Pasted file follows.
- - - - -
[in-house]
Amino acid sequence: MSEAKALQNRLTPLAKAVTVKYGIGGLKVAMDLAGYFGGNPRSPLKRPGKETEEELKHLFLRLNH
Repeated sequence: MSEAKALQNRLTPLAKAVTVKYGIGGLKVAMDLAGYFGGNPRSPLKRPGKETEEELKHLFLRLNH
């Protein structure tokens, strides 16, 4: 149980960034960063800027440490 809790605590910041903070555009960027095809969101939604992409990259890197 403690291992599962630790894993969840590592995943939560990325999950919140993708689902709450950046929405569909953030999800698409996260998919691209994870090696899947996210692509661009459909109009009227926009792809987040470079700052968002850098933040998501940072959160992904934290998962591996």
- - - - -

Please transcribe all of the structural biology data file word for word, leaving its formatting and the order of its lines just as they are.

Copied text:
[in-house]
Amino acid sequence: MSEAKALQNRLTPLAKAVTVKYGIGGLKVAMDLAGYFGGNPRSPLKRPGKETEEELKHLFLRLNH
Repeated sequence: MSEAKALQNRLTPLAKAVTVKYGIGGLKVAMDLAGYFGGNPRSPLKRPGKETEEELKHLFLRLNH
């Protein structure tokens, strides 16, 4: 149980960034960063800027440490 809790605590910041903070555009960027095809969101939604992409990259890197 403690291992599962630790894993969840590592995943939560990325999950919140993708689902709450950046929405569909953030999800698409996260998919691209994870090696899947996210692509661009459909109009009227926009792809987040470079700052968002850098933040998501940072959160992904934290998962591996």